It is not only on the question of method, but still more on the ques­tion of aim, that Sismondi finds himself in opposition to the Classical school. To them political economy was the science of wealth, or chrematistics, as Aristotle called it. But the real object of the science should be man, or at least the physical well-being of man. To con­sider wealth by itself and to forget man was a sure way of making a false start. This is why he gave such prominence to a theory of distribution alongside of the theory of production, which had received the exclusive attention of the Classical writers. The Classical school, it is true, might have retorted that they gave first place to production because the multiplication of products was a sine qua non of all progress in distribution. But Sismondi regarded it otherwise. Wealth only deserves the name when it is proportionately distributed. He could not conceive of an abstract treatment of distribution, and consequently could not appreciate it. In his own treatment of distribution he devoted a special section to the "poor," who live by their labour and toil from morn till eve in field or workshop. They form the bulk of our popula­tion, and the changes wrought in their way of life by the invention of machinery, the freedom of competition, and the regime of private property was what interested him most. "Political economy at its widest," he says, "is a theory of charity, and any theory that upon last analysis has not the result of increasing the happiness of mankind does not belong to the science at all."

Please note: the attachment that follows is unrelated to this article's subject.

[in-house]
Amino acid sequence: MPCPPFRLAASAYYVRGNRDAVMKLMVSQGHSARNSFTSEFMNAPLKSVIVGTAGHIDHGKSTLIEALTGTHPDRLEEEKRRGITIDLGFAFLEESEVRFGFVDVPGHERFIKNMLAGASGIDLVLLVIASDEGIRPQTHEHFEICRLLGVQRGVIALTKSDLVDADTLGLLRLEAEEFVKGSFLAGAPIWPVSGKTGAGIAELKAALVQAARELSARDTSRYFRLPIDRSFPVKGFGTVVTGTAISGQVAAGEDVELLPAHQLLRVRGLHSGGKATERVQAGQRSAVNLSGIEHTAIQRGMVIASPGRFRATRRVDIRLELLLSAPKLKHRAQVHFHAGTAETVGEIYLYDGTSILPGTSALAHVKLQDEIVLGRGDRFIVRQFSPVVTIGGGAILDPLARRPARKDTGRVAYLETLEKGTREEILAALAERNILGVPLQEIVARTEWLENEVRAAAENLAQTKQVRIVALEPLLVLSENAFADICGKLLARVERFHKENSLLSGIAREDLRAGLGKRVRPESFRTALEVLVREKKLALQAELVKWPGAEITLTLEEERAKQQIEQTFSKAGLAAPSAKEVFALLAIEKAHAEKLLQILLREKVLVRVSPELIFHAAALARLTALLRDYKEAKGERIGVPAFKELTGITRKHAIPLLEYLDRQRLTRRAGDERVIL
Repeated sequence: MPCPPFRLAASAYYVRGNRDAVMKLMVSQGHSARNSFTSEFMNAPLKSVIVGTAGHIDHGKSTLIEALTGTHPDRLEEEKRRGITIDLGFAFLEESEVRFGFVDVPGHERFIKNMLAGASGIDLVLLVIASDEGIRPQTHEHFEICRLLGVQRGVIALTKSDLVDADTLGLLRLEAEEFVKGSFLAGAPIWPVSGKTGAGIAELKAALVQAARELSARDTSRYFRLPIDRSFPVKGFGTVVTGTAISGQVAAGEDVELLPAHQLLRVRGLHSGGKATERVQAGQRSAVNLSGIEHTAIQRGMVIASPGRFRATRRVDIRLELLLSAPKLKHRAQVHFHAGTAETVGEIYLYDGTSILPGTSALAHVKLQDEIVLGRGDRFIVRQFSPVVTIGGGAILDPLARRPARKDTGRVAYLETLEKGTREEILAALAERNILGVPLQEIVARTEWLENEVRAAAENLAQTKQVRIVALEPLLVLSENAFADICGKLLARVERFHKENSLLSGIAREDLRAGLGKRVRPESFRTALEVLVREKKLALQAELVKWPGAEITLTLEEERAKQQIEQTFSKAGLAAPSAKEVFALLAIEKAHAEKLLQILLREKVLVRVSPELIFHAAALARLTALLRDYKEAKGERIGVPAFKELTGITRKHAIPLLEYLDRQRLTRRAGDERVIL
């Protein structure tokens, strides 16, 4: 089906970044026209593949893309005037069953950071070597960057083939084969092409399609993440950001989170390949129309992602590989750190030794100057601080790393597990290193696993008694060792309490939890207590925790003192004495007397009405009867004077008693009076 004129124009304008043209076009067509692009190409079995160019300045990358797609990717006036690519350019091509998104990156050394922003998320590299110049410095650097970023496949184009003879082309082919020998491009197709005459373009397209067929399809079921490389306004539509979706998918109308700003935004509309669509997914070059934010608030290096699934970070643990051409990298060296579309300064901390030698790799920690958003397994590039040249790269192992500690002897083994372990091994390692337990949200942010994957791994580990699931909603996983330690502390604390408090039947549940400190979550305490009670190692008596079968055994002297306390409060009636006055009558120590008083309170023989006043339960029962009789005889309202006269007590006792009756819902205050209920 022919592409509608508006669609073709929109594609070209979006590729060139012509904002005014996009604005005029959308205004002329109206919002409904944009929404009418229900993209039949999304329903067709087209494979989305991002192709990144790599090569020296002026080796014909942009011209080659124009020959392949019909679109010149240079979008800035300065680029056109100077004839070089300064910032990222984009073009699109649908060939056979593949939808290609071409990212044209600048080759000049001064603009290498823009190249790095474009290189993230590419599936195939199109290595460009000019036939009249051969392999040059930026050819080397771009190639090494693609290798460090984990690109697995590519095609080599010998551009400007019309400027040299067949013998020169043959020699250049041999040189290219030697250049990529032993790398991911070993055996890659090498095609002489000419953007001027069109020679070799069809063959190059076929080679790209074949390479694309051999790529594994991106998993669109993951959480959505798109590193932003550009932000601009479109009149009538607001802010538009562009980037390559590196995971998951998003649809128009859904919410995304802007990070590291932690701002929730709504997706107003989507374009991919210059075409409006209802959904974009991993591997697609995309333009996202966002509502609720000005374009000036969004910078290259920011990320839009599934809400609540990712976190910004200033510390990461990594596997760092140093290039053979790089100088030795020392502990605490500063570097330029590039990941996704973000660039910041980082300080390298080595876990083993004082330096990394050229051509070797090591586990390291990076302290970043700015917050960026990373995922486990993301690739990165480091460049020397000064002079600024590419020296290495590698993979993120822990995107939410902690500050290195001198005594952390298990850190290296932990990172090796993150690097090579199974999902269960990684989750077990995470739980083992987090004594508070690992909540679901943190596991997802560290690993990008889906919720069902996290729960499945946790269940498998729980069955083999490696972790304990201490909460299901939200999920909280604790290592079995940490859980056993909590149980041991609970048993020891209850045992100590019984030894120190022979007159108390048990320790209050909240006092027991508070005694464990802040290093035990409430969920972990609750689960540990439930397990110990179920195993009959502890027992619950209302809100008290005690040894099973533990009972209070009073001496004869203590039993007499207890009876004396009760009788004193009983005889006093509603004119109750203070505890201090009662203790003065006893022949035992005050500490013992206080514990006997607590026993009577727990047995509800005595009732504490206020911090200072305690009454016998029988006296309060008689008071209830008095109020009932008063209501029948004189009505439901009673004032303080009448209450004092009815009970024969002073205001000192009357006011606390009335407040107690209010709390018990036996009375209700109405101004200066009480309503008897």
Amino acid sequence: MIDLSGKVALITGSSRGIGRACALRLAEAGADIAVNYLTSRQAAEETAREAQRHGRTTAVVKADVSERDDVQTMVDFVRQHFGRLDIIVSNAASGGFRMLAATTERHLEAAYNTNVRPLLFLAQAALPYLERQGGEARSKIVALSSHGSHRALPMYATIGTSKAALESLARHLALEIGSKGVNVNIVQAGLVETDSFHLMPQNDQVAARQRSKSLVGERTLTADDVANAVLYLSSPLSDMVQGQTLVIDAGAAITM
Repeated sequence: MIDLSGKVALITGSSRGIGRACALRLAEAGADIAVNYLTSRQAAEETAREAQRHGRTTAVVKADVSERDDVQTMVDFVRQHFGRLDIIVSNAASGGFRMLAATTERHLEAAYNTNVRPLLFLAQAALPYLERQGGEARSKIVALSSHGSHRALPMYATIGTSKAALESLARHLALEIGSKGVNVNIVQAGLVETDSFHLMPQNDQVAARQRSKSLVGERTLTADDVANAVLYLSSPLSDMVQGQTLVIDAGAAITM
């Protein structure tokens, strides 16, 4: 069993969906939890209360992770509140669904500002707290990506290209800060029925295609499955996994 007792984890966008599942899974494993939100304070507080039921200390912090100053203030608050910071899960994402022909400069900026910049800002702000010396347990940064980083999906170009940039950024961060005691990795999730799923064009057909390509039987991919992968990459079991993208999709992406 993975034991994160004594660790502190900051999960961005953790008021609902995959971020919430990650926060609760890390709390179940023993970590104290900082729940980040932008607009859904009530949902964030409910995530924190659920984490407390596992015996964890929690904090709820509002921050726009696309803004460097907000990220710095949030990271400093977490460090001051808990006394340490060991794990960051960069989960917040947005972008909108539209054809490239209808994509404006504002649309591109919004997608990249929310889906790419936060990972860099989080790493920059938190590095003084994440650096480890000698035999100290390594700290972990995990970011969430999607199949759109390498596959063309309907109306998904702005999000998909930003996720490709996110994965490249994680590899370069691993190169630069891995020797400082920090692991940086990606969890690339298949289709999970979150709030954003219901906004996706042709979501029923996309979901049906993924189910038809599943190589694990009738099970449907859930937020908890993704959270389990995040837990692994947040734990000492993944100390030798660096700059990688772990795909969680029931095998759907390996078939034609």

What really interested Sismondi was not so much what is called political economy, but what has since become known as economic sociale in France and Sozialpolitik in Germany. His originality, so far as the history of doctrines is concerned, consisted in his having originated this study. J. B. Say scorned his definitions, so different were they from his own.
M. de Sismondi refers to political economy as the science charged with guarding the happiness of mankind. What he wishes to say is that it is the science a knowledge of which ought to be possessed by all those who are concerned with human welfare. Rulers who wish to be worthy of their positions ought to be acquainted with the study, but the happiness of mankind would be much jeopardized if, instead of trusting to the intelligence and industry of the ordinary citizen, we trusted to governments.
And he adds: "The greater number of German writers, by following the false notions spread by the Golbertian system, have come to regard political economy as being purely a science of administration."